• New station in Uzbekistan. Rotational seismometer (blueseis) deployed at PFO.

• Cybersecurity requires increased effort: vulnerabilities can be unexpected.

• SRL special issue. Two sessions at SSA. 

DCC Reports: PASSCAL Instrument Center Report – (Beaudoin) 

• 2022 experiments: floodgate: 72 new ones in 2022, greatest since 2010. Many BB and Nodes,  also in polar. Also MT experiments.  

• New sensors and datalogger purchased, incl. 1000 Nodes. 85% of inventory is reported to NSF  (for availability assessment).  

• 1 Pb NAS storage server purchased for Node data.  

• PQL replaced with SQLX, commercial version of Richard Boaz. 

• MT capability is now fully functional. Receivers and coils are there. MT short course at  SAGE/GAGE workshop. Additional equipment is acquired. October 2022 MT workshop next  week at New Mexico Tech.  

• PASSCAL contributed to ObsPy for interfacing with NRL. Nexus also utilizes NRL. Are there  mutual benefits to leveraging PASSCAL and DMC software at DMC and PASSCAL,  respectively? 

Project Reports: CCP Project update (Trabant) 

• CCP is prioritized, various teams have various tasks, coordination planned with PASSCAL on  TileDB. GeoCrate is modern data container for cloud and would like to work with researchers,  especially those using HPC. Phased set of milestones. MiniSEED will remain for a while. TileDB  will likely be added. 

• Old metadata will be retained to meet FAIR standards. 

• Focus on Development teams, building in AWS. 

• Exploring user direct access to data. 

• Exploring process for transferring data to AWS. 

Project Reports: Citation and Data Licensing (Elliott) 

• Next week: workshop. Invited: publishers. Data policies, ethics policies, challenges, licensing,  citation and attribution will be discussed. 

Board Discussion Items (Van der Lee) 

• Review progress against the five-year SAGE-II plan 

- Core activities: data ingestion, curation, and distribution: 328 TiB of data in archive, 4PiB  sent to users. 

- Maintain Quality Assurance: MUSTANG was expanded and turned into a web service.  - Support scientific software: SAC (community code), SeisCode (repository), DMC programs  and libraries are on Github. SAC had a license, but is now in public domain. 

- Host multidomain data sets: Not all data can be squeezed into existing formats (e.g. MT) that  work for one data type but for another, looking for more flexible formats.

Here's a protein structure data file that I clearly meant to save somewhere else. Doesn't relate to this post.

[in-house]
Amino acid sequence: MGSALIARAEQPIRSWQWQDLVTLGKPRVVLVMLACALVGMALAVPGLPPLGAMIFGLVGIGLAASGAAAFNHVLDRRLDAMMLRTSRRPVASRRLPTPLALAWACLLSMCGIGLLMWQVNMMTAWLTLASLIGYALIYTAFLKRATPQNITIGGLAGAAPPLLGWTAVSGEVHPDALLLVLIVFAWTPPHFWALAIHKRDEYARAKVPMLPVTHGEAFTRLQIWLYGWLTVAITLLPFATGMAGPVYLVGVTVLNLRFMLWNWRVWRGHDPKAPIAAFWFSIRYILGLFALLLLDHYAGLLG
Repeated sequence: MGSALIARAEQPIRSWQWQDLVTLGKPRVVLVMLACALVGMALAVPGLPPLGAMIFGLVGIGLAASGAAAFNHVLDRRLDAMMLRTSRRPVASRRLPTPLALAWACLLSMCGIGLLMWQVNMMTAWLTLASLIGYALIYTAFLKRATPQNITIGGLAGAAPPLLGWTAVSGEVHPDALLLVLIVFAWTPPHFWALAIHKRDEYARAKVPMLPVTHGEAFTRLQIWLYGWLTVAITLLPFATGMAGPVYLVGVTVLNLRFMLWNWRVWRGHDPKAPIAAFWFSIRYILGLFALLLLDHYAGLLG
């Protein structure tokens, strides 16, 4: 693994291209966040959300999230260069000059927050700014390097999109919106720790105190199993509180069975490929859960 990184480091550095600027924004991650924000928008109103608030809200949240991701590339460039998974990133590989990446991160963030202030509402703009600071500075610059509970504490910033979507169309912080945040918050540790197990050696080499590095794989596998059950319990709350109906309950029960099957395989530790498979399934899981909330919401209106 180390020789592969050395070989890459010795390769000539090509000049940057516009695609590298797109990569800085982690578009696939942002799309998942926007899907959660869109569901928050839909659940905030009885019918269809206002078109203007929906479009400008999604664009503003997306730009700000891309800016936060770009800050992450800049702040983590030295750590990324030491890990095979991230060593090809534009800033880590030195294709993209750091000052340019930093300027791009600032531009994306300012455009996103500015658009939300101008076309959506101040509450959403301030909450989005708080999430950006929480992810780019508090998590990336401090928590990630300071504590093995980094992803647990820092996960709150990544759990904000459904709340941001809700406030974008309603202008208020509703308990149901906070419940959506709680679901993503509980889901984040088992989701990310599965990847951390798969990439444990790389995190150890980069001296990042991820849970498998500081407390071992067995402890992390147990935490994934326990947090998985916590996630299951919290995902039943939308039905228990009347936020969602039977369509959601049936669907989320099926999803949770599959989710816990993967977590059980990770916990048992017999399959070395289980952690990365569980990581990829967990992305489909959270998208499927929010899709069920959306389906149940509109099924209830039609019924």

- Develop shared data center in the cloud, provide seamless access to seismic and geodetic  data: CCP was designed and is being built and utilizes AWS.  

- Seamless integrate seismic and geodetic data to help the community generate integrated  data products: Infrastructure exists. One repository for data from both data centers. This will  be so when CCP is done, early 2024. Physical archive in Seattle might be decommissioned  in March 2024. It is already at the end of its life, and on extended support.  

- Expand Seismic Data Center Federation across world, incl. Africa & Asia: 24 federated data  centers have registered with FDSN, they can be looked up on FDSN web site  ([url=][/url]: none in Africa have registered, one each in Korea,  Japan, etc.) Some data sit in more than one data center, but only one is the primary source.  

- Improve SEED and expand utility of SEED for other types of time series: SEED  improvements were made (they overcome limitations, e.g. lengths of strings), but SEED  found to not be compatible with many data types. Looking for other “universal” formats.  MiniSEED can still be an export format? 

- Seamless access to high-frequency active and passive source seismic data: PH5 was  developed (is HDF5, metadata are included in it rather than separated out as for TileDB)  specifically for passive and active data from Nodes. HDF5 is not cloud friendly, currently  looking for better formats. 

- Support data formats that are useful in HPC environments: Looking at TileDB. Client-side  ROVER can help with downloading very large data sets, even with intermittent connectivity.  [url= ] [/url];

- Support domain-agnostic formats like GeoCSV: GeoCSV is supported as export format.

- Improve availability of on-line tutorials: Little progress because of major shift in data archiving  practices, but working on Jupyter notebooks.  

- Establish capability to support workflows in the cloud where the data reside: CCP provides  capability. 

- Generate higher-level data products: Many products developed. 

• Develop any specific recommendations for SAGE-II work-plans and budgets for award years 6  and 7 

- Complete CCP: Provides flexibility and scalability for multiple data/metadata formats from  seismology, geodesy, and new types of data such as DAS as well as proximity to cloud  compute resources 

- Operate CCP: Working with international data centers on data services standards (e.g. web  services) and ways for direct access, common systems, standardize direct access.